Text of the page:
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Evaluating Dementia and Alzheimer's Risk

What is the difference between forgetfulness that comes with age and forgetfulness that comes from a disease like Alzheimer’s? Dr. Masil George, an Associate Professor from the Department of Geriatrics at UAMS recently went on AFMC TV to discuss memory loss and Alzheimer’s. She breaks down the differences between Alzheimer’s and dementia, the overall warning signs, and actions patients can take to mitigate their risk or live more independently if they do have Alzheimer’s.

So, let’s address the first concern: When is forgetfulness normal, and when is it something more?

“All of us are going to have cognitive aging,” Dr. George says. “When we’re four, we learn everything quicker. As we get older, cognitive decline occurs, and we start to learn new things more slowly and remember things more slowly.” Aging and memory loss go hand-in-hand, but whenever it affects a person’s ability to function independently, that’s when there is cause for concern. “Most elderly adults are able to function independently without dementia,” Dr. George says. “Dementia is memory loss that affects a person’s ability to function and do what they need to do to live a normal life.” In short, it’s complicated. Like most diseases or disorders, there is no black-and-white difference between memory loss and dementia. It’s more of a grey area.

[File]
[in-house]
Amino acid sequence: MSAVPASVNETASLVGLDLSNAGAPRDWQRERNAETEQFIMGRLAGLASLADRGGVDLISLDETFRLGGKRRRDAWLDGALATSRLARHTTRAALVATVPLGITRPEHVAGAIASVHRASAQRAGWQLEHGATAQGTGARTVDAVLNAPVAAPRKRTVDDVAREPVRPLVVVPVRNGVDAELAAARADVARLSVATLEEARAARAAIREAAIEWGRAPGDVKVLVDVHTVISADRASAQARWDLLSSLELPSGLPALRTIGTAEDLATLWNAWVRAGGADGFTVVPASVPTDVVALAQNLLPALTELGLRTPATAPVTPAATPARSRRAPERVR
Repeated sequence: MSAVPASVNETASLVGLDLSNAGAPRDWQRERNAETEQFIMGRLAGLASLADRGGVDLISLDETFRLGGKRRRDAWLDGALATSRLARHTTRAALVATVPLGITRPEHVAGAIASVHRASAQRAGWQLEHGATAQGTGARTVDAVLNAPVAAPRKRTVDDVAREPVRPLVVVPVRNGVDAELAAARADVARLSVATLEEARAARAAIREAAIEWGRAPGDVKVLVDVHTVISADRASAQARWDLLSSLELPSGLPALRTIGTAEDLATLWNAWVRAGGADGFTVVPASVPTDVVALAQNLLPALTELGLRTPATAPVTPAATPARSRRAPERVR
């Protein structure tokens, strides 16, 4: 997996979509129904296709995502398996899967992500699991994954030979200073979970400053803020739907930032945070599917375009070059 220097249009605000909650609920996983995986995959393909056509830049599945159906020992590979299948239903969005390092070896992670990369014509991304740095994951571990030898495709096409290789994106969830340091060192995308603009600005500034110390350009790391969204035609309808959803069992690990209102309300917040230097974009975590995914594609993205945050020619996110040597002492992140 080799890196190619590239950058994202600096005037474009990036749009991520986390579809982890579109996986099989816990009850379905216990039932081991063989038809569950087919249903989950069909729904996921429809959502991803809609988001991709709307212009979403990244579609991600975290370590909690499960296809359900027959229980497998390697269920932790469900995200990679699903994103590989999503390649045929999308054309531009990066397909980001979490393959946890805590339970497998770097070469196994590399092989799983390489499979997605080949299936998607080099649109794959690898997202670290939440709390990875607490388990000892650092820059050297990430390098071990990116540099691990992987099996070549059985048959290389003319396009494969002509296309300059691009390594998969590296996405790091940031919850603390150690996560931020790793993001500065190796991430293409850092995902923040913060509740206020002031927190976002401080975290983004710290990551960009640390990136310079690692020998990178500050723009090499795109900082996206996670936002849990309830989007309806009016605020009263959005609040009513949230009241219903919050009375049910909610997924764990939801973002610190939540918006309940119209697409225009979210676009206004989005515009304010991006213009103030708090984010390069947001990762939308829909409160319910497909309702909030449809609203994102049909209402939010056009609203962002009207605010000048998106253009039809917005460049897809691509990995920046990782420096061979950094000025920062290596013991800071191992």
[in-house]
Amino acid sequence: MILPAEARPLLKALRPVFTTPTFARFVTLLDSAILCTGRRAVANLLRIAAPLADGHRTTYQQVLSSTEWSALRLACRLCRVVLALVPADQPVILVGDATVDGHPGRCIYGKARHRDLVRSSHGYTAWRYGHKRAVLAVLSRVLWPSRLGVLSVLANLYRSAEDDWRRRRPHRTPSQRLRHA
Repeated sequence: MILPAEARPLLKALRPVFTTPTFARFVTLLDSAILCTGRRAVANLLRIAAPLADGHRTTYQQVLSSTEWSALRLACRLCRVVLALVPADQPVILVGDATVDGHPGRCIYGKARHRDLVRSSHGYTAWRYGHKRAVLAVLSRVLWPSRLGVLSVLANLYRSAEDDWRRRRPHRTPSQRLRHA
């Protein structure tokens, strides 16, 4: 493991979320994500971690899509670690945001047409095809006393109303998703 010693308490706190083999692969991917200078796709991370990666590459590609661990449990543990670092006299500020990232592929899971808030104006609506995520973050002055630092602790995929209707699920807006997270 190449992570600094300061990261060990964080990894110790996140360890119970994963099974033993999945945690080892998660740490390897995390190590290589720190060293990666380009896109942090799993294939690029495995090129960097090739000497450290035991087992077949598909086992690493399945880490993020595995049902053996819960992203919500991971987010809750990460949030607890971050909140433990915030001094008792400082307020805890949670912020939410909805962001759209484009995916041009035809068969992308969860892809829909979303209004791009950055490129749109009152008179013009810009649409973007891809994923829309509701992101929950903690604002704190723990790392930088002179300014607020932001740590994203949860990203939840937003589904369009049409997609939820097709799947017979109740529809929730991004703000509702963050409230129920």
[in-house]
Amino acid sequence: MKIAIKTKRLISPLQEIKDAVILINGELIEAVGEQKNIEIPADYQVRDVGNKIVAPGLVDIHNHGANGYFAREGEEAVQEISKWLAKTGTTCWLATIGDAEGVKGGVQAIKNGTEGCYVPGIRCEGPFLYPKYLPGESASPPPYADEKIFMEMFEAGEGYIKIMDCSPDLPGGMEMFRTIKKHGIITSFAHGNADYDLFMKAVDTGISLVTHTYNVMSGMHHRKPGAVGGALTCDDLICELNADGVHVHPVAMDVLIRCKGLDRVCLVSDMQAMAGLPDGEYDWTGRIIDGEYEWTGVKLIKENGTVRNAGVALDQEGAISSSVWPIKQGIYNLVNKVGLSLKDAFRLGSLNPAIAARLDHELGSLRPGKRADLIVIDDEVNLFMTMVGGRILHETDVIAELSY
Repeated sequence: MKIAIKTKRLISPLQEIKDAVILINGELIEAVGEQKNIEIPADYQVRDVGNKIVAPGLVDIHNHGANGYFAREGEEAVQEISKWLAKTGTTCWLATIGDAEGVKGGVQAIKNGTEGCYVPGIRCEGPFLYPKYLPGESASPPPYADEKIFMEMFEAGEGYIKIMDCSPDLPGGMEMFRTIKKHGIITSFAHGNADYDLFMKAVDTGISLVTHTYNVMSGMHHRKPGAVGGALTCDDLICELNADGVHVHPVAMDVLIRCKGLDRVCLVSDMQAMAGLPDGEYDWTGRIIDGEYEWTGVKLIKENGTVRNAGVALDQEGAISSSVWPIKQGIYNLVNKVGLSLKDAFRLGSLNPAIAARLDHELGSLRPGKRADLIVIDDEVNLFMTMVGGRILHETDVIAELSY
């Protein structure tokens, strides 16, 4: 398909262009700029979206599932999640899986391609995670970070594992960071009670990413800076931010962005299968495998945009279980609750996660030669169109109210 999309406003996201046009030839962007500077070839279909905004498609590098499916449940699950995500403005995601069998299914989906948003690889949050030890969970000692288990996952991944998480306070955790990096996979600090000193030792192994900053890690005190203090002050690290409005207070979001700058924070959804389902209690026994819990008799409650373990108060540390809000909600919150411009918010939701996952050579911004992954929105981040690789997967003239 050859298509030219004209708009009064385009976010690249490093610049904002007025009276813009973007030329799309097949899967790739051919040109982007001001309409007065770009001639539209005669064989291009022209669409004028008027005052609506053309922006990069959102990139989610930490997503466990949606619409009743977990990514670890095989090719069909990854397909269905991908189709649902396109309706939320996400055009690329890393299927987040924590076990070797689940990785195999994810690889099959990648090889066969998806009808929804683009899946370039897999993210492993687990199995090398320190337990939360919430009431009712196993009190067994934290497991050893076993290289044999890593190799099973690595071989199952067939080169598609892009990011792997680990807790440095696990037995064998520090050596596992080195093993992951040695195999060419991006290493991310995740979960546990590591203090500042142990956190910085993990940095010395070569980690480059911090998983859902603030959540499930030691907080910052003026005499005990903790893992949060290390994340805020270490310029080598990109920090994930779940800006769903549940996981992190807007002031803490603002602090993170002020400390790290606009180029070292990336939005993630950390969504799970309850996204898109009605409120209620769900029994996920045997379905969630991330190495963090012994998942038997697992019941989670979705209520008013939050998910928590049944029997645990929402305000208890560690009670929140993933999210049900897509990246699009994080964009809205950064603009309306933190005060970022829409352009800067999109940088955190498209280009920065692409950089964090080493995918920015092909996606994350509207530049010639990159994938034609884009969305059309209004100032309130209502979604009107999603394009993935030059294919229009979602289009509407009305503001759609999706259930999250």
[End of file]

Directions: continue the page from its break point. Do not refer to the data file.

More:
Dementia vs. Alzheimer’s

“We often struggle to understand the difference between all of these terms associated with memory loss,” Dr. George says. “Dementia is cognitive decline to the extent that it affects a person’s ability to do things independently. Alzheimer’s is the most common form of dementia.” Most memory loss that occurs with dementia and Alzheimer’s typically happens after age 65. In fact, old age is the biggest risk factor for developing dementia. “While Alzheimer’s is the most common form,” Dr. George adds, “other forms of dementia do exist, such as vascular dementia, Parkinson’s, and Louie Body Dementia.”

It is important to periodically assess the cognitive ability of someone over the age of 65 to ensure that they are not experiencing symptoms of dementia. When it is time to have a conversation with that person about seeing a doctor, gentleness and sensitivity are crucial. “It’s embarrassing to tell someone they are having memory problems,” Dr. George said. “Some of my patients that I see now are ready to talk about it and are very open. Some are not.” If a patient is not ready to talk about it or is not willing, it is important to talk to someone close to them that can help ease the older person into understanding that an assessment may be needed.